Averaged across conditions, males and females gave equally high similarity ratings for the overall appearance of the avatar (females: Mdn = 4.75; males: Mdn = 5), W = 63, p = 0.28 (Figure 9). Further, avatars with own body shape received higher ratings than avatars with average shape as indicated by higher similarity ratings for own shape compared to average shape, both for males (own shape: Mdn = 4.9, average shape: Mdn = 4.4; W = 13, p = 0.045, r = −0.39) and for females (own shape: Mdn = 6.2, average shape: Mdn = 3.5; W = 1, p < 0.001, r = −0.68). The texture of the avatar also had an influence on the similarity ratings. Avatars with own photo-realistic texture received higher similarity ratings than avatars with checkerboard texture, both for males (own photo-realistic texture: Mdn = 4.9, checkerboard texture: Mdn = 4.4; W = 0, p = 0.002, r = −0.62) and females (own photo-realistic texture: Mdn = 6.2, checkerboard texture: Mdn = 3.5; W = 0, p < 0.001, r = −0.72). As can be seen in Figure 9, males rated the avatars as more similar to their physical body when they had their own photo-realistic texture, whereas for females, avatars with own body shape received higher ratings independent of whether they had their own or the checkerboard texture.

We further examined the similarity ratings for the body parts (Figure 10). Not surprisingly, the highest drop in similarity ratings when reducing the personalized features (shape, texture) was for the face. Additionally, for the similarity ratings of the body parts the same general importance of visual cues held, namely own body shape was more important for females and own photo-realistic texture was more important for males.

FIGURE 10
www.frontiersin.org

Figure 10. Mean similarity ratings for body parts of the avatar as assessed by the post-questionnaires for all four conditions for male and female participants. Error bars represent one standard error of the mean.

3.4. Questionnaire Responses

In addition, participants were asked whether they knew the avatar and whether they felt that the avatar represented them in a virtual environment (Table 2). In line with the similarity ratings, males and females perceived the avatar with their own shape and own photo-realistic texture as very familiar and indicated that they felt the avatar represented them in a virtual environment. Further, as for the similarity ratings, own photo-realistic texture was more important for the males, whereas body shape was more important for the females. Males perceived the avatar with their own photo-realistic texture and an average body shape as similarly familiar as the avatar with their own body shape. For females, body shape had a greater influence than texture. Avatars with own shape were perceived as more familiar than avatars with the average shape independent of texture.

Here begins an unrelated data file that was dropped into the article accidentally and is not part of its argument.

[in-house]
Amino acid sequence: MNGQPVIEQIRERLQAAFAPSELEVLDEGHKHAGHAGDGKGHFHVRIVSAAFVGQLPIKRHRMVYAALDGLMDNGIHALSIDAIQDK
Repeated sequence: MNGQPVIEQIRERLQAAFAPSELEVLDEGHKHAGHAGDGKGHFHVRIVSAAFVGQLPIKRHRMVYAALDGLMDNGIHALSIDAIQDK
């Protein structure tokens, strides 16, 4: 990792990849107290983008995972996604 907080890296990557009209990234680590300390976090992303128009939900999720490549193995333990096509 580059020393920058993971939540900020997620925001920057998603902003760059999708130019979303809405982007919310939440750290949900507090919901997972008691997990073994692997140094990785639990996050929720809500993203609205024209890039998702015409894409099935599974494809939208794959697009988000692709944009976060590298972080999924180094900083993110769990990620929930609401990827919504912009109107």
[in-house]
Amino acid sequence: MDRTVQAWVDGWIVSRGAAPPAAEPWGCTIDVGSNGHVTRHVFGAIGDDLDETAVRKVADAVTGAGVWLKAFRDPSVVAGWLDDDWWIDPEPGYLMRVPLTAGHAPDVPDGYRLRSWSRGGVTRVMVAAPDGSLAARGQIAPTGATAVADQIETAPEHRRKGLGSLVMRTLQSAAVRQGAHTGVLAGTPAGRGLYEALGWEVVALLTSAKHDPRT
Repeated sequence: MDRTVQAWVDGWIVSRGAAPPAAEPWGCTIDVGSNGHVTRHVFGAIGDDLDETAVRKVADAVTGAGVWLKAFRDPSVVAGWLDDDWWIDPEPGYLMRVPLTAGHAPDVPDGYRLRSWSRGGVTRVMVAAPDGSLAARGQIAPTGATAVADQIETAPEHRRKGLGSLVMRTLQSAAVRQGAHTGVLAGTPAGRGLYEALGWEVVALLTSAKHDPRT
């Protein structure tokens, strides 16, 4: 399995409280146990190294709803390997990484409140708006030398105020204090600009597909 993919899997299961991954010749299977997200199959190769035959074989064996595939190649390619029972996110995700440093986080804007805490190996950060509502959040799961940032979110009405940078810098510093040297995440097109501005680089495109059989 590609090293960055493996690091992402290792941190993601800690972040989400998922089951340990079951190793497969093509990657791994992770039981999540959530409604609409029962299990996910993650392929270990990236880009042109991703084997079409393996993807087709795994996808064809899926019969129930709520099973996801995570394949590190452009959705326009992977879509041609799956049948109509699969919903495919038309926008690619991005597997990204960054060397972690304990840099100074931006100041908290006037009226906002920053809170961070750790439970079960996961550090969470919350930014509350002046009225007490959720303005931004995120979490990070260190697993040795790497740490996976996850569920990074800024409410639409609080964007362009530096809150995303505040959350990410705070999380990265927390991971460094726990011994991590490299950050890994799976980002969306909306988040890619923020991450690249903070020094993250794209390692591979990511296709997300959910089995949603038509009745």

TABLE 2
www.frontiersin.org

Table 2. Responses to Q1: “Do you know this avatar? Yes/No,” Q2: “Do you feel the avatar was representing you in the virtual environment? Yes/No,” Q3: “Do you agree with the statement? When I was looking at the avatar, sometimes I had the feeling that I was looking at myself.”

We also asked participants whether looking at the avatars elicited any feeling of uncanniness (feeling of eeriness) and if they felt this was the case, which body part they thought looked most strange to them. It has been suggested that people's responses to virtual humans (avatars) shift from empathy to revulsion when the avatars approach a lifelike appearance, but fail to attain it (Mori et al., 2012). Fewer females indicated uncanny feelings compared to men, independent of the condition. Overall, more males indicated some strangeness when looking at the avatars, especially for avatars with their own photo-realistic texture. Specifically, 69.23% of the men and 23.08% of the women indicated feelings of uncanniness for own shape and own photo-realistic texture, 30.77% of the men and 7.69% of the women for own shape and checkerboard texture, 61.54% men and 23.08% women for average shape and own photo-realistic texture, and 30.77% men and 15.38% women for average shape and checkerboard texture. The qualitative responses to “Which part of the avatar felt the most strange to you?” were as follows; Males answered: Torso (53.85%), arms (53.85%), legs (38.46%), belly (30.77%), eyes (23.08%), hair (7.69%), ears (7.69%), head in general (7.69%), shoulders (7.69%), clothing/lighting (7.69%), neck (7.69%), other: “all, because it's too static” (7.69%); whereas females answered: Eyes (38.46%), nose (15.38%), legs (15.38%), face/head (7.69%), mouth (7.69%), torso (7.69%), arms (7.69%).